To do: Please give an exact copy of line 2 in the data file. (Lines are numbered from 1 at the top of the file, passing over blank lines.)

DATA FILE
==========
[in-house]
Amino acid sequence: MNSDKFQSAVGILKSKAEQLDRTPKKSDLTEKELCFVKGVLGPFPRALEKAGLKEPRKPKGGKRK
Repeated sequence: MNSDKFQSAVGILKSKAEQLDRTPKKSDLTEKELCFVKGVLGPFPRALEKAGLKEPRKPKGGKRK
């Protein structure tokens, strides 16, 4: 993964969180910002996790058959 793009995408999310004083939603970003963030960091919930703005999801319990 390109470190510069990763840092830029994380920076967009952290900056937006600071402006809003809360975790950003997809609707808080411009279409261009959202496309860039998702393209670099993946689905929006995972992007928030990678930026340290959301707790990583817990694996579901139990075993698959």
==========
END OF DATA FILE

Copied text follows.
Amino acid sequence: MNSDKFQSAVGILKSKAEQLDRTPKKSDLTEKELCFVKGVLGPFPRALEKAGLKEPRKPKGGKRK